Improvisation in classical music, according to my point of view, has a different meaning from that of the language of jazz or other musical genres, in which improvisation involves the impromptu creation of the main material of the musical body, or melody. Wanting to relate to the concept of “improvisation” in the classical repertoire, I believe that a “sudden” interpreter on aspects that do not modify the structure, the rhythm or even the notes of the piece, but which are in fact equally important: the speed with which it does an accelerating, the way in which it enlarges a feeling, the way in which it manages the different dynamics among them, the touch it gives to every single note, the breath that it gives to each sentence. It is a series of elements that have a clear definition in our mind, even before we put them into practice, but which each time acquire a new essence, because from time to time we are free to realize them as we see fit. And being a choice to operate on the moment, in my opinion it is “improvisation”.

What is the role of error in your musical vision?

It has no roles, because I think it is only a momentary inaccuracy, but of little importance in the case in which it is a technical-typographical error: a wrong note is only a distraction, both for the listener and for the interpreter, but fortunately it does not affect the value and the yield of the entire work, which instead is based on aspects that are much more important, such as the interpretive research made on the piece itself.

And what do you think is the function of a moment of crisis? I ask you because of the times in which we live …

Surely we are not going through an easy time, especially as regards the artistic-cultural field: due to the economic cuts of recent times, the artistic scene has greatly reduced, and consequently for an artist it becomes increasingly difficult to find concerts . I am, however, of the idea that we must not lose hope, trying with every strength to stay afloat. As for all moments, it is something transitory, which sooner or later will pass (or at least I hope)!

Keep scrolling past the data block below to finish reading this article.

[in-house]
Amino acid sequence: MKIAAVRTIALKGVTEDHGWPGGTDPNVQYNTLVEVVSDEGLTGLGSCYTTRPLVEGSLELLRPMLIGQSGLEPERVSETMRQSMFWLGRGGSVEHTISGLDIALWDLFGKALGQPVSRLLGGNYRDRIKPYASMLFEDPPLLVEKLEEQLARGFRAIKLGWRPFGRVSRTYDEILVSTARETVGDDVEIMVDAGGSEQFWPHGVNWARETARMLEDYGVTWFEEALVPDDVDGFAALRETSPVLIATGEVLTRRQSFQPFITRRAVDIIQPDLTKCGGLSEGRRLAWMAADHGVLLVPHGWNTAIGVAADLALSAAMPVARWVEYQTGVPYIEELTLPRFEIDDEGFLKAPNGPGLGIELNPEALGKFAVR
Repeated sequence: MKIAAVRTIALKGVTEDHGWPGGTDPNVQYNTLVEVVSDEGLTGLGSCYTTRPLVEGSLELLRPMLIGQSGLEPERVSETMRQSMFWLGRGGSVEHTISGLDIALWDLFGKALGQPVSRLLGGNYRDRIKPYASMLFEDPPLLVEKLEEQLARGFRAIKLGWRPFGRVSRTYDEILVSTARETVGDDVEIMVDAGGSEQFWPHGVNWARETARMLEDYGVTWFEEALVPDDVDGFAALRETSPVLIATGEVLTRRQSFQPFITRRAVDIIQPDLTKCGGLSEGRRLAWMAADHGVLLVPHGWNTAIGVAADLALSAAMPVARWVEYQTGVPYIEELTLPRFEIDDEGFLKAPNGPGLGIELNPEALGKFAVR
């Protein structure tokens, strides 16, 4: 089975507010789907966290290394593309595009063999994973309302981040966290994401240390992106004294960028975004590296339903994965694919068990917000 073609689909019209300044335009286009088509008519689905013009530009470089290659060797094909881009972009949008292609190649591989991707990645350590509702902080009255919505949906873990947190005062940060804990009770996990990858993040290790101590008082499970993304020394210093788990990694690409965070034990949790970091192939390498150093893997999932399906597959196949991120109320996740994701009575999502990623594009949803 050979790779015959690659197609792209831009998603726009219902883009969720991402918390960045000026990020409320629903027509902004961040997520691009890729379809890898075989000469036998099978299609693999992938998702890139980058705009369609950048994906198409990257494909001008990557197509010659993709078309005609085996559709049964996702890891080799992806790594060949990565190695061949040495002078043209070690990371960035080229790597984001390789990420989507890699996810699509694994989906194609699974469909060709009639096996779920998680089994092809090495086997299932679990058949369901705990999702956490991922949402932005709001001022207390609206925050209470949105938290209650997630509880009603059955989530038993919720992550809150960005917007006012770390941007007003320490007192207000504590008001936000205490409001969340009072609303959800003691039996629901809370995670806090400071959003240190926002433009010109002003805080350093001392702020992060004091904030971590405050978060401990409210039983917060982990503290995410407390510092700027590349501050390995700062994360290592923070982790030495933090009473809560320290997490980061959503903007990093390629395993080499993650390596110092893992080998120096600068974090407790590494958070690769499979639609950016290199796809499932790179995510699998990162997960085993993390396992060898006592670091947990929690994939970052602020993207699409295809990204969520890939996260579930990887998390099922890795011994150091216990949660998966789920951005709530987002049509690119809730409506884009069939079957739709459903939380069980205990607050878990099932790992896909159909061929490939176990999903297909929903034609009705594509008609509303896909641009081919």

Shall you recommend us five essential discs for you important, to always have with you .. the classic five discs to take on an island …..

What I did not say about the way in which my musical interest was born concerns the genres that inspired and fascinated me from an early age and throughout my adolescence: these are musical genres like rock and metal, particularly favoring the solo scene of some electric guitar virtuosos like Yngwie Malmsteen, Steve Vai, Michael Romeo, John Petrucci and Paul Gilbert. I would have hundreds of records that I would like to bring with me (of course, even classical music), but if I had to choose five, I think I would not give up what originally made me passionate about the guitar. I would therefore choose:

Made in Japan – Deep Purple

Rising Force – Yngwie Johann Malmsteen

The Divine Wings of Tragedy – Simphony X

Scenes from a memory – Dream Theater

Led Zeppelin IV – Led Zeppelin

I guess this is an out-of-the-box response, but I’m sure that in Favignana (which is the island where I would go, in spite of Hawaii and the Caribbean) would certainly appreciate! 🙂

What are your next projects? What are you working on?

The next project is a record for guitar and piano: it is an unusual formation, but for which it was written very interesting music, especially in the ‘900, musical period on which will focus all the disc program, which will also see the presence of a piece by Carlo Galante, written for the occasion for me and Gianni Bicchierini, my great friend and pianist with whom I will record this record.